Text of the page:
One of the perhaps most awkward results of the Genome Project was that the number of genes is much lower than had been expected and is, in fact, surprisingly similar for very different organisms. It is therefore clear that the biological complexity of organisms is not reflected merely by the number of genes but by the number of physiologically relevant interactions, spanning across different levels as they are not restricted to cell’s networks. Indeed, there is no linear relationship among genotype and phenotype. Contrary to what has been hold during the last 50 years, along the framework suggested by the seminal experiment performed by Beadle and Tatum in which a simple and univocal correlation was established among gene expression and organism phenotype.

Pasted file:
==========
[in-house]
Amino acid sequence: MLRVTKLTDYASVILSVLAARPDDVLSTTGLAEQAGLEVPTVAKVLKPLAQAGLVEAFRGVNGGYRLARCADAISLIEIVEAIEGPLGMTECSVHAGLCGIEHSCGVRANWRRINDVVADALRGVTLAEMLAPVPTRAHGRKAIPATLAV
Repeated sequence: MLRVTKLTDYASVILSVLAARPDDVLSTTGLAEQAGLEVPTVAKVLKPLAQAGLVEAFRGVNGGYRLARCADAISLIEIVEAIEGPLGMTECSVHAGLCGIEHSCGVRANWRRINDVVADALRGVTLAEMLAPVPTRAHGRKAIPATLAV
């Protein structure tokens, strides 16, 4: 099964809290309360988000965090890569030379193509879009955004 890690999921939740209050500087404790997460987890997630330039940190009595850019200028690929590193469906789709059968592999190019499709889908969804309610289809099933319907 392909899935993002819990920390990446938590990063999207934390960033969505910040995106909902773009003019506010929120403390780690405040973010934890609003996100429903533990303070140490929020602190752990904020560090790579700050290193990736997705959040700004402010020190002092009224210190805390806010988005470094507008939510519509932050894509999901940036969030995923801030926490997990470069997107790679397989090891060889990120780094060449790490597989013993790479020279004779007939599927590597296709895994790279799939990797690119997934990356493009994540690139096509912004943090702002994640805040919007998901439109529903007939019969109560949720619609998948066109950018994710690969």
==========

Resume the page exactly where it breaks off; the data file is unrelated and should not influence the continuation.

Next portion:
Most genotype-phenotype relationships arise from a much higher underlying complexity. Combinations of identical genotypes and nearly identical environments do not always give rise to identical phenotypes. Identical twins, although strikingly similar, nevertheless often exhibit many differences. Likewise, genotypically undistinguishable bacterial or yeast cells grown side-by-side can express different subsets of transcripts and gene products at any given moment. Even straightforward Mendelian traits are not immune to complex genotype-phenotype relationships.